They’re barely out of their parents grip, anxious to rush headfirst into independence. They can’t wait.
It’s their last day as irresponsible kids. They graduate tomorrow, as adults. Between moments of sobriety, exhilaration, panic, confessions, resentment, Andy, Carl and Patrick mull over their prospects and their fears.
Patrick, the rich kid, wishes to break free from his family’s legacy.
Carl is well-adjusted but he’s rather complacent when he needs to be a little aggressive. Andy, the school valedictorian, isn’t celebrating her achievements because she knows it’s only because her parents pushed her to be competitive.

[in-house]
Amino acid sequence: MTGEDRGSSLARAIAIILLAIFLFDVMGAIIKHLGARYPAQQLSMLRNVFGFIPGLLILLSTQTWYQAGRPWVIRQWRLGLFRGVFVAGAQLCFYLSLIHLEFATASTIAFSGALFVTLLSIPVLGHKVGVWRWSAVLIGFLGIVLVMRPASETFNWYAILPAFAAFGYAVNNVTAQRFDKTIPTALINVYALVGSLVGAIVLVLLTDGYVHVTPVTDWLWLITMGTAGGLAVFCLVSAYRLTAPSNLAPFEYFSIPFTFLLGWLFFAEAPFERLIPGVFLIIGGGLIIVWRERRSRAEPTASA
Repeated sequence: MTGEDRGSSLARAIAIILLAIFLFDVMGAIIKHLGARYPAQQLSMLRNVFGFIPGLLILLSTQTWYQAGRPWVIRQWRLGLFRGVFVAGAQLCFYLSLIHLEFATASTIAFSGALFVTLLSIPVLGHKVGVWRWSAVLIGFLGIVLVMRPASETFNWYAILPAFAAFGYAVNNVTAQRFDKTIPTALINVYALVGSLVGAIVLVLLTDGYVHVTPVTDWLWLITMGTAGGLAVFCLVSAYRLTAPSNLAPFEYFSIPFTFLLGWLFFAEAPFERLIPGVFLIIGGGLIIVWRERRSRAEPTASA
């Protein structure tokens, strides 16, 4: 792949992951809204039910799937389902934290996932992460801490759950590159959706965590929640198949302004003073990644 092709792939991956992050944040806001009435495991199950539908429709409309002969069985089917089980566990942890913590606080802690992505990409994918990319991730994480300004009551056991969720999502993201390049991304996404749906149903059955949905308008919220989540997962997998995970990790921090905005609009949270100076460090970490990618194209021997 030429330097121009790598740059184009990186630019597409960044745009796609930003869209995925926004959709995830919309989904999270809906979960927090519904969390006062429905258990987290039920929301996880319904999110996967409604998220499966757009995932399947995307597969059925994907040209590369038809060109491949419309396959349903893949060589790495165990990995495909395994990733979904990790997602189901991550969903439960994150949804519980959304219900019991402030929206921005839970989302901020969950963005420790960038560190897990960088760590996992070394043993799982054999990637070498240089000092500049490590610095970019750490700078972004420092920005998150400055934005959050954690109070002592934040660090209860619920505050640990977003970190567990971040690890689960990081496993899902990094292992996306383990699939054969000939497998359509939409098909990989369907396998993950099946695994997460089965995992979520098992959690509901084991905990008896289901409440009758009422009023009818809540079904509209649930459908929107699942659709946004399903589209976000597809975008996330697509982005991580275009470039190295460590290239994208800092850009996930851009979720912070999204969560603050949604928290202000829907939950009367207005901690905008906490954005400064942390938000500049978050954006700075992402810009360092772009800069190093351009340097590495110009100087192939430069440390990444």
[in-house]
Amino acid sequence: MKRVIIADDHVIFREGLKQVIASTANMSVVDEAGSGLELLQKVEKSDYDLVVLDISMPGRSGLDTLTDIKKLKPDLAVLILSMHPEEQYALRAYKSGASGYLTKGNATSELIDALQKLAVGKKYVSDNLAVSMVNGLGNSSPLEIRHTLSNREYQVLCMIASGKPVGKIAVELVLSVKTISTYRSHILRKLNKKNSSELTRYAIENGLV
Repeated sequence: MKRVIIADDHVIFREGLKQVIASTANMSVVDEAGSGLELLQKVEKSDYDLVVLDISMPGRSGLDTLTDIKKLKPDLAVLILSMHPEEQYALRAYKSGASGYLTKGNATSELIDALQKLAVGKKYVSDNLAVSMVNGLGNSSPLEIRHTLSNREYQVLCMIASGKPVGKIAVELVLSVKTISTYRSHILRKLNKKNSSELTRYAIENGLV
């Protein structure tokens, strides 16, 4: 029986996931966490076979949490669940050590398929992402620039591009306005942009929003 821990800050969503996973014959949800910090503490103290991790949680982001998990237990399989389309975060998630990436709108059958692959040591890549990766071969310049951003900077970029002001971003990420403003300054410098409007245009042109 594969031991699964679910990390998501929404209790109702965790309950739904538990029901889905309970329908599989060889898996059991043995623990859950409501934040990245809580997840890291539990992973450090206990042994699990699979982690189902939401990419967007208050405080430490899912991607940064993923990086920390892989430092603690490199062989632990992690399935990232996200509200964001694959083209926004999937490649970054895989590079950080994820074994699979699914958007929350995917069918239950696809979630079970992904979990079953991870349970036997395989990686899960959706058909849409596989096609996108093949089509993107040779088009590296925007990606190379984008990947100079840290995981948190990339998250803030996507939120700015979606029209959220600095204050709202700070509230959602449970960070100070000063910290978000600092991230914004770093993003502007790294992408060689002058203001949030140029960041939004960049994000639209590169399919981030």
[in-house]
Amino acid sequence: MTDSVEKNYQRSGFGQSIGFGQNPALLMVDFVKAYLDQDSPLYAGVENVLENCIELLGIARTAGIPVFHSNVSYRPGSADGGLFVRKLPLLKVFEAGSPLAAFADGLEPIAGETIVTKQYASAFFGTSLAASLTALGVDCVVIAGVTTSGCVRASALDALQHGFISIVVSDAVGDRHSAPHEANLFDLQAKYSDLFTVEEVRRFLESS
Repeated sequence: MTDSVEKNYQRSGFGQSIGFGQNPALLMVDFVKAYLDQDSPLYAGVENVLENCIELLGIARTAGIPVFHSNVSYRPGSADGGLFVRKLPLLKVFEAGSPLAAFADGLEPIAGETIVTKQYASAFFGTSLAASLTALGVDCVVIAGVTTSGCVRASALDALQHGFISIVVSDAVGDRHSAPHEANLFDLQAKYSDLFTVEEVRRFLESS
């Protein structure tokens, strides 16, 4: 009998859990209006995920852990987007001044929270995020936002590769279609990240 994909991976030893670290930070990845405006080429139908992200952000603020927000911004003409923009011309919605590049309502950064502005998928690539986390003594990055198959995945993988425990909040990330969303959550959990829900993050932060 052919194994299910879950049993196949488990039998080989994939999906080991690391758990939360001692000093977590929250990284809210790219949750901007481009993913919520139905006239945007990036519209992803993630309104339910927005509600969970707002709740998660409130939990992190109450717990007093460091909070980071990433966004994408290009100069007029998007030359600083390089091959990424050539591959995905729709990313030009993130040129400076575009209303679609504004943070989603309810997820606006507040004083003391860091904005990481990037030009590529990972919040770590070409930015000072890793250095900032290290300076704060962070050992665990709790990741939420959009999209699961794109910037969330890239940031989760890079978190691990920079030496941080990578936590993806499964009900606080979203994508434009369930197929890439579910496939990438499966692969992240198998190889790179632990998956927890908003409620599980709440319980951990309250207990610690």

The party of three goes into full swing: they drink, smoke up, mess around.
They are hours away from the graduation ceremony, but Patrick holds them hostage — he forbade any of them to get help as his truck just wouldn’t start.
As dawn breaks, he finally concedes. It was the first day of the rest of their lives, and he reaches out to someone who can help.
No one transforms from teenager to adulthood overnight. They’re almost there, but they’ll have to wait.